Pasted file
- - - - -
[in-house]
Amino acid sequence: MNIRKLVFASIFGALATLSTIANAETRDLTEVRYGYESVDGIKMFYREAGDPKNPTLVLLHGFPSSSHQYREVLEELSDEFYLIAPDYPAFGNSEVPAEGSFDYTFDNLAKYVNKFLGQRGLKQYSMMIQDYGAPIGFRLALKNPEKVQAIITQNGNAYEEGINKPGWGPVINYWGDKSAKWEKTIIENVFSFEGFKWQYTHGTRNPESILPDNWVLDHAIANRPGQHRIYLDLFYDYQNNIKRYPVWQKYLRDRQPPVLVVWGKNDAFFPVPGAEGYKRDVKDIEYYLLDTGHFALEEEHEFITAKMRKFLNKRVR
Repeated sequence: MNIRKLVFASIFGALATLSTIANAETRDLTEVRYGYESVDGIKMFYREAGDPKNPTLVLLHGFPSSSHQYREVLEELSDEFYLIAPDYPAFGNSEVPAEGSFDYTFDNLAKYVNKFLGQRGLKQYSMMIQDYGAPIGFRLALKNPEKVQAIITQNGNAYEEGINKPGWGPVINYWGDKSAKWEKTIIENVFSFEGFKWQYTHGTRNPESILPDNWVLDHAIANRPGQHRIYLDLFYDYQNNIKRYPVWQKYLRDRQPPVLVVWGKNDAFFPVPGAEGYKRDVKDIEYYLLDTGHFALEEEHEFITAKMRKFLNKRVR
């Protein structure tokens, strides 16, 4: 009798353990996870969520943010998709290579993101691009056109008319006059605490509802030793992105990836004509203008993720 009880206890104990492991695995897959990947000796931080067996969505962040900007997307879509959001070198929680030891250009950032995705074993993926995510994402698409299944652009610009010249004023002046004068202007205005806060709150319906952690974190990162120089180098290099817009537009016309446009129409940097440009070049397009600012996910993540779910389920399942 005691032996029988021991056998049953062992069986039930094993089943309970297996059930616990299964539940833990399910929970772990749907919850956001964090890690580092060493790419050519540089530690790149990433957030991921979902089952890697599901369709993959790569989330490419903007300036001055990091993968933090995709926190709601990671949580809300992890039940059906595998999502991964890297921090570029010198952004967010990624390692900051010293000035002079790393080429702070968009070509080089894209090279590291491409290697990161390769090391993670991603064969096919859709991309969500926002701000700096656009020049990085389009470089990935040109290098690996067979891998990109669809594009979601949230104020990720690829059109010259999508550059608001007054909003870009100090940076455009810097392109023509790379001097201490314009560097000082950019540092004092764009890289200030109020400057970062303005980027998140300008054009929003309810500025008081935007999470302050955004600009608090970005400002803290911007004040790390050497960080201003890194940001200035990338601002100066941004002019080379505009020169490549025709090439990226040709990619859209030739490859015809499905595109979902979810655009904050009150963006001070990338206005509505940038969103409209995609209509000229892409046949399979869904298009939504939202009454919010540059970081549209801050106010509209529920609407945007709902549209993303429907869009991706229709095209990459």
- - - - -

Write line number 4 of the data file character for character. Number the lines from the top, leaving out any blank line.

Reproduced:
């Protein structure tokens, strides 16, 4: 009798353990996870969520943010998709290579993101691009056109008319006059605490509802030793992105990836004509203008993720 009880206890104990492991695995897959990947000796931080067996969505962040900007997307879509959001070198929680030891250009950032995705074993993926995510994402698409299944652009610009010249004023002046004068202007205005806060709150319906952690974190990162120089180098290099817009537009016309446009129409940097440009070049397009600012996910993540779910389920399942 005691032996029988021991056998049953062992069986039930094993089943309970297996059930616990299964539940833990399910929970772990749907919850956001964090890690580092060493790419050519540089530690790149990433957030991921979902089952890697599901369709993959790569989330490419903007300036001055990091993968933090995709926190709601990671949580809300992890039940059906595998999502991964890297921090570029010198952004967010990624390692900051010293000035002079790393080429702070968009070509080089894209090279590291491409290697990161390769090391993670991603064969096919859709991309969500926002701000700096656009020049990085389009470089990935040109290098690996067979891998990109669809594009979601949230104020990720690829059109010259999508550059608001007054909003870009100090940076455009810097392109023509790379001097201490314009560097000082950019540092004092764009890289200030109020400057970062303005980027998140300008054009929003309810500025008081935007999470302050955004600009608090970005400002803290911007004040790390050497960080201003890194940001200035990338601002100066941004002019080379505009020169490549025709090439990226040709990619859209030739490859015809499905595109979902979810655009904050009150963006001070990338206005509505940038969103409209995609209509000229892409046949399979869904298009939504939202009454919010540059970081549209801050106010509209529920609407945007709902549209993303429907869009991706229709095209990459």